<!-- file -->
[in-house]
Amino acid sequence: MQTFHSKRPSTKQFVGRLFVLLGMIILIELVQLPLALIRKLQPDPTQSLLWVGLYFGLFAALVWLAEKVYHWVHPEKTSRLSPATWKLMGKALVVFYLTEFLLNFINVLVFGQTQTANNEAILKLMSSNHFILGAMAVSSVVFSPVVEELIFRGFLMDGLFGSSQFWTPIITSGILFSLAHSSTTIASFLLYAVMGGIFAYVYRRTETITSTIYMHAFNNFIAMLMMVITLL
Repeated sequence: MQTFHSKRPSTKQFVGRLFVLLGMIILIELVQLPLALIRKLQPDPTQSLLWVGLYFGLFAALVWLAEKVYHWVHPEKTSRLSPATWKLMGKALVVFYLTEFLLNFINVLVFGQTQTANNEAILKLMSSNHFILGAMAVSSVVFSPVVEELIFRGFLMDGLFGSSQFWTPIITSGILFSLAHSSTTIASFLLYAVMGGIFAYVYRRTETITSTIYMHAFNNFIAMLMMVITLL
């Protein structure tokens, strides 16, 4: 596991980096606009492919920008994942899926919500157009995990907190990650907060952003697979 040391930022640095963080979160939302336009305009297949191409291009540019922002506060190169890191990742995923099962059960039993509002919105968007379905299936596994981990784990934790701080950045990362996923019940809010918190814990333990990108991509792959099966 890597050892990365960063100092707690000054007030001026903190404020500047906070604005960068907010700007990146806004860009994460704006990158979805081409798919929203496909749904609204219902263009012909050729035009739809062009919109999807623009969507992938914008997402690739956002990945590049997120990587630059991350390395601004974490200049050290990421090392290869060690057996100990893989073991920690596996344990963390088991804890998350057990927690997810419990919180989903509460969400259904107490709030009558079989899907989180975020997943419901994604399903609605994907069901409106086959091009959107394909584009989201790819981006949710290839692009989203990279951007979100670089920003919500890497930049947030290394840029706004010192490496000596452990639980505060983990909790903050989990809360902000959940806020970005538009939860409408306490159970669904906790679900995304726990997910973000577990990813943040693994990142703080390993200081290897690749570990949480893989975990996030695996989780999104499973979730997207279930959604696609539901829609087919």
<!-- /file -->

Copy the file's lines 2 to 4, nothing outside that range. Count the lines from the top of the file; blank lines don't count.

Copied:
Amino acid sequence: MQTFHSKRPSTKQFVGRLFVLLGMIILIELVQLPLALIRKLQPDPTQSLLWVGLYFGLFAALVWLAEKVYHWVHPEKTSRLSPATWKLMGKALVVFYLTEFLLNFINVLVFGQTQTANNEAILKLMSSNHFILGAMAVSSVVFSPVVEELIFRGFLMDGLFGSSQFWTPIITSGILFSLAHSSTTIASFLLYAVMGGIFAYVYRRTETITSTIYMHAFNNFIAMLMMVITLL
Repeated sequence: MQTFHSKRPSTKQFVGRLFVLLGMIILIELVQLPLALIRKLQPDPTQSLLWVGLYFGLFAALVWLAEKVYHWVHPEKTSRLSPATWKLMGKALVVFYLTEFLLNFINVLVFGQTQTANNEAILKLMSSNHFILGAMAVSSVVFSPVVEELIFRGFLMDGLFGSSQFWTPIITSGILFSLAHSSTTIASFLLYAVMGGIFAYVYRRTETITSTIYMHAFNNFIAMLMMVITLL
């Protein structure tokens, strides 16, 4: 596991980096606009492919920008994942899926919500157009995990907190990650907060952003697979 040391930022640095963080979160939302336009305009297949191409291009540019922002506060190169890191990742995923099962059960039993509002919105968007379905299936596994981990784990934790701080950045990362996923019940809010918190814990333990990108991509792959099966 890597050892990365960063100092707690000054007030001026903190404020500047906070604005960068907010700007990146806004860009994460704006990158979805081409798919929203496909749904609204219902263009012909050729035009739809062009919109999807623009969507992938914008997402690739956002990945590049997120990587630059991350390395601004974490200049050290990421090392290869060690057996100990893989073991920690596996344990963390088991804890998350057990927690997810419990919180989903509460969400259904107490709030009558079989899907989180975020997943419901994604399903609605994907069901409106086959091009959107394909584009989201790819981006949710290839692009989203990279951007979100670089920003919500890497930049947030290394840029706004010192490496000596452990639980505060983990909790903050989990809360902000959940806020970005538009939860409408306490159970669904906790679900995304726990997910973000577990990813943040693994990142703080390993200081290897690749570990949480893989975990996030695996989780999104499973979730997207279930959604696609539901829609087919």